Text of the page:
Epilepsy is a neurological disorder that results in seizures, or brief surges of uncontrolled electrical activity in the brain. Epilepsy affects approximately 2 out of 100 people. This means that between 27,000 and 55,000 individuals in the eleven counties served by the Epilepsy Association are affected. Epilepsy affects individuals regardless of age, race, gender, or national origin. There are two peak rates of incidence: among children, and among elderly individuals.

The medical community has identified more than 40 different types of seizures, and the different seizure types result in a wide range of physical symptoms. In 70% of cases there is no known cause of epilepsy. The most common known cause of epilepsy is a head injury, but seizures can also result from infections, tumors, strokes, poisoning, and maternal injury.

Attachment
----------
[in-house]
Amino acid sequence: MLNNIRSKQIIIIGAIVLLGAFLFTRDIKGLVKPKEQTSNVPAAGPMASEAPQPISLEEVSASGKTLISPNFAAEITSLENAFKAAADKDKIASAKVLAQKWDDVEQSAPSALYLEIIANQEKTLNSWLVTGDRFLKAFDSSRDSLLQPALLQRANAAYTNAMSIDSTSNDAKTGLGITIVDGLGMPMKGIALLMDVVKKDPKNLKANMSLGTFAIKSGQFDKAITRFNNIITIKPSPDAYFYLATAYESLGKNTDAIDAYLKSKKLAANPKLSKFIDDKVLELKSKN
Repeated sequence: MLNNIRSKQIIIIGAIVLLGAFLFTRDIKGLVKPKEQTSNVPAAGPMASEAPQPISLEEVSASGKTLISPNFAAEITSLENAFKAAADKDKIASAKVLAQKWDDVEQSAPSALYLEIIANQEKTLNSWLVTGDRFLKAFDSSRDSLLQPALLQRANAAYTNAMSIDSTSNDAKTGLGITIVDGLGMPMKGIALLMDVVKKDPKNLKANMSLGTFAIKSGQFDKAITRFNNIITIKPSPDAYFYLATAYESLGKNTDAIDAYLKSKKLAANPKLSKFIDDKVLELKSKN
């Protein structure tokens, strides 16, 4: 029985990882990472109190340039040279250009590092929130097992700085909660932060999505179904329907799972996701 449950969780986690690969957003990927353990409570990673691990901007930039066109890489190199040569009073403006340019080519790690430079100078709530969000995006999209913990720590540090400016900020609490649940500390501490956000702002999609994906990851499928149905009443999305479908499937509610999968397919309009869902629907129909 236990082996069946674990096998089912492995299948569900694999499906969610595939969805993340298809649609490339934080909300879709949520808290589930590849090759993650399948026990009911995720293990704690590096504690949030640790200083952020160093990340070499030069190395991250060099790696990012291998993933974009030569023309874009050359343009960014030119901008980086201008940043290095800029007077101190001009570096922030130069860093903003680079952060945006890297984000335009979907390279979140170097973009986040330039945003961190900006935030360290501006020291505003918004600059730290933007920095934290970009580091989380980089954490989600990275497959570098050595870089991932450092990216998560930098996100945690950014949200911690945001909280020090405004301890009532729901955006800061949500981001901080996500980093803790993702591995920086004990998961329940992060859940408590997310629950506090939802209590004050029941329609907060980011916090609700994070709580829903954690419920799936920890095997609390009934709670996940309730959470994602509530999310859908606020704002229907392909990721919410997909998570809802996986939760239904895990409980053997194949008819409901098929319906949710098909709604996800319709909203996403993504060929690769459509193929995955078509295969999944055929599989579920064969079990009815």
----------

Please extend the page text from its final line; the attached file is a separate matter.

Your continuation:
Currently there is no cure for epilepsy. While medications, surgery, and other treatment options control seizures in many cases, approximately 25% of people with epilepsy probably take multiple medications per day and still experience seizures that interfere with their ability to lead a normal life.

Epilepsy can be difficult to live with because of the chronic and episodic nature of seizures, and because individuals often present unusual behaviors during a seizure. Many people with epilepsy or seizure disorders are affected by the stigma and misunderstanding that still persists among the general public due to a relatively low awareness of seizures. Research has shown that adults who experience seizures often show higher levels of depression and underemployment, and families of children with epilepsy often show higher levels of family disintegration.